26 February 2021: In the week to 22 February on average 2293 people tested positive each day in Belgium. The figure is up 23% on the week. In light of these deteriorating statistics the group of experts that advises the government stated that the present epidemiological situation does not allow for any relaxations during the next four weeks. I’m wondering what the latest say of the government will be. Will they be able to resist the mounting demand of pressure groups requesting immediate relaxation of the current measures? Me personally, I’m in full agreement with the experts: there is no leeway for relaxations in March. Since the figures started rising during the weekend, Ghent has reported the highest fourteen-day average for coronavirus infections out of all the major cities in Belgium. The symptoms with which patients present themselves at the hospital are generally more severe than in previous weeks. Additionally, patients are also deteriorating faster. Around half of the patients who tested positive for the virus in the hospital are requiring intensive care, and new hospital admissions are no longer mainly elderly people. According to a lung specialist at the University Hospital of Ghent, these symptoms are typical of the start of a new wave. Let’s hope for the best and prepare for the worse. Meanwhile, in between ongoing video conferences I’m finding joy in taking pictures in Ghent and surroundings and/or in curating images out of my archive. Today’s post is from the midst of this year’s winter snap, just over a week ago – Citadelpark, Ghent, Belgium.
25 February 2021: The trend that was started earlier this week, is being continued as the average number of new Covid cases is up again. In the week to 21 February on average 2201 people tested positive each day in Belgium. The figure is up 20% on the week. In Ghent the rise is a staggering 70 percent. Whilst the coronavirus statistics are taking a turn for the worse the Flemish Prime Minister, Jan Jambon announced yesterday that serous relaxations will be possible as of April. Try to make sense out of that… Yesterday’s good news was that the FDA announced that the one-shot coronavirus vaccine made by J&J provides strong protection against severe disease and death from Covid-19 and may reduce the spread of the virus by vaccinated people. The same statement also said that the F.D.A. could authorize the vaccine as early as next Saturday. I’m wondering how long it will take for the EMA to come to the same conclusion. To cope with the frustration that is creeping up on me I’m continuing to snap my way around Ghent. On display today is a wimmelbild of a bored bus driver waiting for his passengers to arrive – Zuid, Ghent, Belgium.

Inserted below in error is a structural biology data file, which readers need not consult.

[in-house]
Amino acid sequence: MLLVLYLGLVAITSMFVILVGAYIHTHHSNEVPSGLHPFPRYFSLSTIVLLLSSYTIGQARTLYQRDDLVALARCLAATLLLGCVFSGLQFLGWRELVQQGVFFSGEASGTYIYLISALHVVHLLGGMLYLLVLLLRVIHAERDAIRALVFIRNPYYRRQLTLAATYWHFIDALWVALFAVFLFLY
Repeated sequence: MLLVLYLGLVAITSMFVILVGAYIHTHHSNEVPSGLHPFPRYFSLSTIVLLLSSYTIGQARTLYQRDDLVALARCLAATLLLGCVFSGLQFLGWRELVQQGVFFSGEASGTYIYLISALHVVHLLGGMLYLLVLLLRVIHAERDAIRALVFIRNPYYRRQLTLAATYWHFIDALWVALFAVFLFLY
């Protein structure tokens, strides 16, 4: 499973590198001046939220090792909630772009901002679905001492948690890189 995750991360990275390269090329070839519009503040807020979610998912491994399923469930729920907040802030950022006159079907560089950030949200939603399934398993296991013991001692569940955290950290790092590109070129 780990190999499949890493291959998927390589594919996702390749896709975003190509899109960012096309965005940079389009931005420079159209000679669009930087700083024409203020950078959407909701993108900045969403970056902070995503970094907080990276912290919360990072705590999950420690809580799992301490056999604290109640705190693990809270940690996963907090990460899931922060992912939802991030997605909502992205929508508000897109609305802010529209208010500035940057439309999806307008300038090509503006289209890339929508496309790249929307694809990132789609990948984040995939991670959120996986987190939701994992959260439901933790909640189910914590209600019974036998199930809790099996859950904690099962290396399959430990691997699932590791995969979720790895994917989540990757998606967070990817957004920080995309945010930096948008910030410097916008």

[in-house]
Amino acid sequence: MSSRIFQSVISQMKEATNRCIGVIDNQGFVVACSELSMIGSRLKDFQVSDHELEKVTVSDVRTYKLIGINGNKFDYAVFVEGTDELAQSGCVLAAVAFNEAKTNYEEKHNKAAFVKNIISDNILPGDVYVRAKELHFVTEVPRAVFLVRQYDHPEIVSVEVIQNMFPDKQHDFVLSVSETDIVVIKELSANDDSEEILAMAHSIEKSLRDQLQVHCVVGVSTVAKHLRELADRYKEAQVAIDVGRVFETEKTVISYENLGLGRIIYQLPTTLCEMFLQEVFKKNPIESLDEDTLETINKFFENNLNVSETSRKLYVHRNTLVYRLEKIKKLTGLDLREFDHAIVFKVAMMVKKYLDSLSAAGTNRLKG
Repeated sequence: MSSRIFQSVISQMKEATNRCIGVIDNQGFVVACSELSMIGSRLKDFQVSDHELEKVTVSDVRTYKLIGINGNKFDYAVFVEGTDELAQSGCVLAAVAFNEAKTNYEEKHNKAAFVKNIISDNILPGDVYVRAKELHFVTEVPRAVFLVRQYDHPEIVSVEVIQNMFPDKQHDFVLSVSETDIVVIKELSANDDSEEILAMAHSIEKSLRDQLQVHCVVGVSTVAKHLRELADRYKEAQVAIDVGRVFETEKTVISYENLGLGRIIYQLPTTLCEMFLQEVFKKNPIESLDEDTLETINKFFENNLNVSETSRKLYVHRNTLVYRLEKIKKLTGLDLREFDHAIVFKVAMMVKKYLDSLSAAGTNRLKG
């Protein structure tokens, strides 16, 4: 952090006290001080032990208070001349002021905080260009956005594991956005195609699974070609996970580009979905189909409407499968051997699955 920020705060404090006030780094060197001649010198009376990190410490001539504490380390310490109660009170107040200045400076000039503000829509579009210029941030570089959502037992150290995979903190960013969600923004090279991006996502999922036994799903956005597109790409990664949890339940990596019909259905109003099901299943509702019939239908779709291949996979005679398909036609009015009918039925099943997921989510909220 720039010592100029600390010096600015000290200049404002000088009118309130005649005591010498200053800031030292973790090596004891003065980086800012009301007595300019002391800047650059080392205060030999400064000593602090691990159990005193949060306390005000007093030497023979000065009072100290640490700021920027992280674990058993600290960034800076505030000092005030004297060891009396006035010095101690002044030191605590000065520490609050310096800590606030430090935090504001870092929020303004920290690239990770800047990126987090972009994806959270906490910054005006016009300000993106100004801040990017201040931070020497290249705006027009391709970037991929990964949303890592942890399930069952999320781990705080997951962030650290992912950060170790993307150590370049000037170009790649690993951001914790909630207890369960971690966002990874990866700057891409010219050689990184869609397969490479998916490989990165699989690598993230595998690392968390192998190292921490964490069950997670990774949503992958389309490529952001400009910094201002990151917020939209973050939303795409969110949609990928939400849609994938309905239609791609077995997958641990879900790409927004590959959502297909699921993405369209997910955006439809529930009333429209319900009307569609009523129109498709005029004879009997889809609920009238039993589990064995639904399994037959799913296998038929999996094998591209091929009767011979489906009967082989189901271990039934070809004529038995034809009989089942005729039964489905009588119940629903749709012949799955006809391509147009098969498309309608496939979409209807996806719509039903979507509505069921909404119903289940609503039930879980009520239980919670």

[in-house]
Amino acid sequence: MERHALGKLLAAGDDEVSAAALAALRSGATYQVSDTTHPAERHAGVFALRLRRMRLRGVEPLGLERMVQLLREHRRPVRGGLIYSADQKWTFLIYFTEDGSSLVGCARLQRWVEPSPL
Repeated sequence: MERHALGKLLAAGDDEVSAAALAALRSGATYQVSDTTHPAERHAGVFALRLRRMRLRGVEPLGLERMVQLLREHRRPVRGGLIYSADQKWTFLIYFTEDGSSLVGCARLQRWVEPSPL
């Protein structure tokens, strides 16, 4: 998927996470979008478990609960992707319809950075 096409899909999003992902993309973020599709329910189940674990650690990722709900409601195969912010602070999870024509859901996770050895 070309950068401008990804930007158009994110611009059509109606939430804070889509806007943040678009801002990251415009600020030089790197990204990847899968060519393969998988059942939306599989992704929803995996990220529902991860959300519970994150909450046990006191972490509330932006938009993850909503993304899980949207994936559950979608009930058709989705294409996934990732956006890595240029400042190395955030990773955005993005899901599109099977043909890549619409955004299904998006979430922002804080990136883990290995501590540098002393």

24 February 2021: In the week to 20 February on average 2170 people tested positive each day in Belgium. The figure is up 18% on the week. In the same period on average 119 people were hospitalized, and 34 fatalities were reported. These numbers are down respectively with 1% and 11%. Other bad news was that both Moderna and AstraZeneca adjusted the number of doses they would deliver at the end of this month, which means people aged over 65 now will not receive their first jabs until 22 or 29 March, instead of earlier in the same month, as was initially planned. This starts looking like a never-ending roller coaster, there's times of highs and lows, going slow, going fast… Very frustrating! To keep my sanity intact, I keep picturing Ghent in all its facets. On display today is another mural from Dok Noord – Ghent, Belgium.
23 February 2021: The number of people testing positive is on the rise again. In the week to 19 February on average 2098 people tested positive each day in Belgium. The figure is up 13% on the week. Virologists haven’t got an oven ready explanation for the increase but are suggesting that the British mutation that is more contagious has an important role in the increase. Also, yesterday, the Belgian PM Alexander De Croo flanked by experts unveiled four models showing how the pandemic could evolve in the Belgian hospitals given the growing number of people who will be vaccinated and the progress of the British variant of coronavirus. The models show what could happen in the event of relaxations starting 1 March, 1 April or 1 May. As may be expected the later relaxations kick in, the happier the situation our country will find itself in as far as the pandemic is concerned. I’m wondering what actions the government will take based on these models. One thing is clear, we should not expect bars and restaurants to re-open in the weeks to come – Berouw, Ghent, Belgium.
22 February 2021: The number of people testing positive has stopped falling during the past few days and it is expected to rise in the days to come. The British variant is now estimated to account for half of all coronavirus infections. In the week to 18 February on average 2005 people tested positive each day in Belgium. The figure is up 4% on the week. As a consequence, no significant easing of coronavirus restrictions should be expected to come out of next Friday’s meeting of the government. The Federal Health Minister Frank Vandenbroucke said that this could only be done responsibly in around another three weeks when the country has a better view on the impact of the British variant of the virus. Yesterday’s nice weather meant that people came out in droves. Despite the fact that people on squares and lawns did not always respect the distance rules or wear a mouth mask the local police called it “pleasantly crowded”. – Citadelpark, Ghent, Belgium.